“The lives of the Founders of our Faith clearly show that to be fundamentally assured does not mean that we live without anxieties, nor does being happy mean that there are not periods of deep grief when, like the Guardian, we wrap ourselves in a blanket, pray and supplicate, and give ourselves time for healing in preparation for the next great effort.” (Shoghi Effendi, Quickeners of Mankind, p. 117)
“Post-traumatic stress disorder or PTSD can afflict persons of any age, gender or background. Those most at risk are victims or witnesses of abuse, molestation, assault or attempted assault, rape, torture, natural disasters, severe accidents, or terrorism, persons who have lived in areas of prolonged conflict or persecution (including members of minority populations in the United States), prisoners or former prisoners, persons who have been in combat, and those whose jobs bring them into contact with life-threatening situations or their aftermath. “ (The National Spiritual Assembly of the USA, Guidelines for Local Spiritual Assemblies, Chapter 14, p. 14)
“In general, the best results for the healing process are found when the spiritual approach is combined with the remedy offered by competent doctors.” (Written on behalf of the Universal House of Justice, Psychology and Knowledge of Self, #23)
“Experience seems to suggest that the healing process can often be a lengthy and stressful one requiring the close guidance and help of trained professionals.” (Written on behalf of the Universal House of Justice, Childhood Abuse, Ritual)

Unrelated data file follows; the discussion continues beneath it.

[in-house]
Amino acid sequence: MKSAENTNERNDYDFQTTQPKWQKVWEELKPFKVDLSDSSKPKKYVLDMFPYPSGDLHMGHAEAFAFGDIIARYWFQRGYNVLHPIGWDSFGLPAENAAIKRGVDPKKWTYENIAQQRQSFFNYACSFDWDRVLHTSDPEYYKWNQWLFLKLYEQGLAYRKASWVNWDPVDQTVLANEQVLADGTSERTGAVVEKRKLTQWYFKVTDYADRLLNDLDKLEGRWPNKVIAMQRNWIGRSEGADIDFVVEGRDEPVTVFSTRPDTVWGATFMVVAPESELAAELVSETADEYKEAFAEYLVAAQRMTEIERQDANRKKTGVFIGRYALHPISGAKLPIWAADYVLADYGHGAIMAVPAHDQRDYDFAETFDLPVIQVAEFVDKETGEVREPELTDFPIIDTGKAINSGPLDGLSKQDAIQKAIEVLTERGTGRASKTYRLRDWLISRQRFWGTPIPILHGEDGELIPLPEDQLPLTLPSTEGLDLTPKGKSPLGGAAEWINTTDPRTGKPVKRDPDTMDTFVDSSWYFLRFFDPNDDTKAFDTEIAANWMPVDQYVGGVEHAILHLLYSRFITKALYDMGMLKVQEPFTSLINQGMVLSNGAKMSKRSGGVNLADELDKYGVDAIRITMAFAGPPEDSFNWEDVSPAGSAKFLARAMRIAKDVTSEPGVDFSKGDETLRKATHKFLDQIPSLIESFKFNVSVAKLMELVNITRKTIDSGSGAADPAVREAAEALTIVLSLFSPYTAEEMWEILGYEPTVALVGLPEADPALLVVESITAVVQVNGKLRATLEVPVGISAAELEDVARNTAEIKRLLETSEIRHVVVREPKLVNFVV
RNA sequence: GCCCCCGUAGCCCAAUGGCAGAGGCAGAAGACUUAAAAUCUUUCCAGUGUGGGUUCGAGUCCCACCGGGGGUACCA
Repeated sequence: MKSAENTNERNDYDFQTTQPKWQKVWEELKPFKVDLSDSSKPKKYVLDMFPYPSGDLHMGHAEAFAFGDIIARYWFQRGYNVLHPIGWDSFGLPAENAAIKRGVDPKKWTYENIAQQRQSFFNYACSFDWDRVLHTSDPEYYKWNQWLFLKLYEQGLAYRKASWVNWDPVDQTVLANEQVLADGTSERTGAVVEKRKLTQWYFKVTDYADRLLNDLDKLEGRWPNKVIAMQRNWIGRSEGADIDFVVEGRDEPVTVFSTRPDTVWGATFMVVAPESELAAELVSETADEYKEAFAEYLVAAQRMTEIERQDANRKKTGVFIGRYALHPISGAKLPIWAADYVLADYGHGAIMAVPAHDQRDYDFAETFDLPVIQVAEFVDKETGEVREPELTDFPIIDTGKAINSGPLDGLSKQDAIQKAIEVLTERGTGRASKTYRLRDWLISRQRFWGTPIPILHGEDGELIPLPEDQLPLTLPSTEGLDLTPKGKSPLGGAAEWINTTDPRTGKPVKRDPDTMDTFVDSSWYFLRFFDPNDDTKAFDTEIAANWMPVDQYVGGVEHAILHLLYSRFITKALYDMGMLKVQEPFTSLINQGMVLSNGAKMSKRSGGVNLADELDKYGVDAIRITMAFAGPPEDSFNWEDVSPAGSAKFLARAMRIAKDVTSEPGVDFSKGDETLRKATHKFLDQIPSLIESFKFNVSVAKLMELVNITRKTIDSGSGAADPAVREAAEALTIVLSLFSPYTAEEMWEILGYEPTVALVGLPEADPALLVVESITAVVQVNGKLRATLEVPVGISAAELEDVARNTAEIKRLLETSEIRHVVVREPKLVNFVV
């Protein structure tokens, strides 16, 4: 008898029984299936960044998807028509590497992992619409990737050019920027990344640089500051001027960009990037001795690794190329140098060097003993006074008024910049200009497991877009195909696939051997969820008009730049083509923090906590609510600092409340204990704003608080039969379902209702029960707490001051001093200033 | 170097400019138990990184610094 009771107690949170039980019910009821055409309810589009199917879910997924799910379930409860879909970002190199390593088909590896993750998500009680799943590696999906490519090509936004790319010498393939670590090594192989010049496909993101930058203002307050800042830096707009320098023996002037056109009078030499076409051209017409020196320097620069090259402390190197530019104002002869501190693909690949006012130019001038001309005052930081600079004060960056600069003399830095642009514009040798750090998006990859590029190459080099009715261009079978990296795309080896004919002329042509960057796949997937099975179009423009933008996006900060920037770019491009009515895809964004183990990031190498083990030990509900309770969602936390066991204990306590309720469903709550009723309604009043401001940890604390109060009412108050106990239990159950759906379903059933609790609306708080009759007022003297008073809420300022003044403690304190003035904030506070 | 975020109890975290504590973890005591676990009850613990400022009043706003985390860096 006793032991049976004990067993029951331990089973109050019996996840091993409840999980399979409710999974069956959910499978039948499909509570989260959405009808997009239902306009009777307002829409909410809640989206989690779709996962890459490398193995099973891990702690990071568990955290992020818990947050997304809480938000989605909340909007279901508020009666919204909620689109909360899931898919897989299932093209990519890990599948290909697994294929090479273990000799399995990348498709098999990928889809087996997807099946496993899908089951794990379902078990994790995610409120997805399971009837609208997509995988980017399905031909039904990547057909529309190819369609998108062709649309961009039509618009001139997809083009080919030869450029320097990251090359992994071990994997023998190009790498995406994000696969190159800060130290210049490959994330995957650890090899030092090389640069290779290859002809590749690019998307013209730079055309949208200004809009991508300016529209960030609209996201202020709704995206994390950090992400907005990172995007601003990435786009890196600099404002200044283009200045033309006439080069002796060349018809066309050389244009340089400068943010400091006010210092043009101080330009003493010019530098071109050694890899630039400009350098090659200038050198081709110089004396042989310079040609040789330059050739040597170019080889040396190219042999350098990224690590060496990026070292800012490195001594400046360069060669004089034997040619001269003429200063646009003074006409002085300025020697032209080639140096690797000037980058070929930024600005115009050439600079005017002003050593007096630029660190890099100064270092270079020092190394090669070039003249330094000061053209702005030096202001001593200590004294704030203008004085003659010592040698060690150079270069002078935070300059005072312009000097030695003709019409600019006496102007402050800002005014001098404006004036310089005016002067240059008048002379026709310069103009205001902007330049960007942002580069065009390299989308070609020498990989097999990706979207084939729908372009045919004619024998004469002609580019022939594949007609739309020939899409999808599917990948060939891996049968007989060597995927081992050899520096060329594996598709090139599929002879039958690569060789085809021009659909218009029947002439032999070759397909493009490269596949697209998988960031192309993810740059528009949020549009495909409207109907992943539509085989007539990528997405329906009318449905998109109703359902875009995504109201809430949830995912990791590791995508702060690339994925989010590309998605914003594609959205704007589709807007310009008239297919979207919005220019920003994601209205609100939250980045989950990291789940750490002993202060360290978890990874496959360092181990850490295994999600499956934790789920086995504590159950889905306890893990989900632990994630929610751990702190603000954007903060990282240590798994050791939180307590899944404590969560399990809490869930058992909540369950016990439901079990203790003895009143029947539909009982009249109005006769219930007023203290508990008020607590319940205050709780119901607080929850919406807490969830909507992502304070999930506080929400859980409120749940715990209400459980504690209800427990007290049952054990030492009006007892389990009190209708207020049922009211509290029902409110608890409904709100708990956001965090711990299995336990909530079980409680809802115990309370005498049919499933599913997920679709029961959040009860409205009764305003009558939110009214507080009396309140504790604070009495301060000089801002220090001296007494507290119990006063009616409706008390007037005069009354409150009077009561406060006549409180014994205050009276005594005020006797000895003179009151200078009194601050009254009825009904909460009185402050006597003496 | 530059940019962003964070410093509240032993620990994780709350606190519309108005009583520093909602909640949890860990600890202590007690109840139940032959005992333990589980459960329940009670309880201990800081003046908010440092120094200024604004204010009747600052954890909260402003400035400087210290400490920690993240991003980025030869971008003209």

Regarding Domestic Violence:
“If a Bahá’í woman suffers abuse or is subjected to rape by her husband, she has the right to turn to the assembly for assistance and counsel, or to seek legal protection. Such an abuse would gravely jeopardize the continuation of the marriage, and could well lead to a condition of irreconcilable antipathy. “ (Written on behalf of the Universal House of Justice, Guidelines for Spiritual Assemblies on Domestic Violence, p. 59)
“Family violence must be addressed by the world community. It is not a private matter, but has become a global pandemic that the international community can neither ignore nor allow to be protected within the privacy of the family. It is an affliction that ravages all regions of the world, all economic and educational strata and all types of families. The family is the primary locus of human socialization and development. If that development process is denied or distorted, the adverse consequences can be irreversible. Behaviors learned in the home are replicated in the wider society.” (Bahá’í International Community, Creating Violence-Free Families)
“Overcoming domestic violence requires developing an environment in the community in which abusive behavior is not tolerated, in which individuals are sensitive to the warning signs of abuse, in which no individuals or families are so isolated that they have no one to turn to in times of difficulty, and in which there is a ‘spirit of loving encouragement and support to families…’ “ (National Spiritual Assembly of the Bahá’ís of the United States, Guidelines for Spiritual Assemblies on Domestic Violence, p. 119)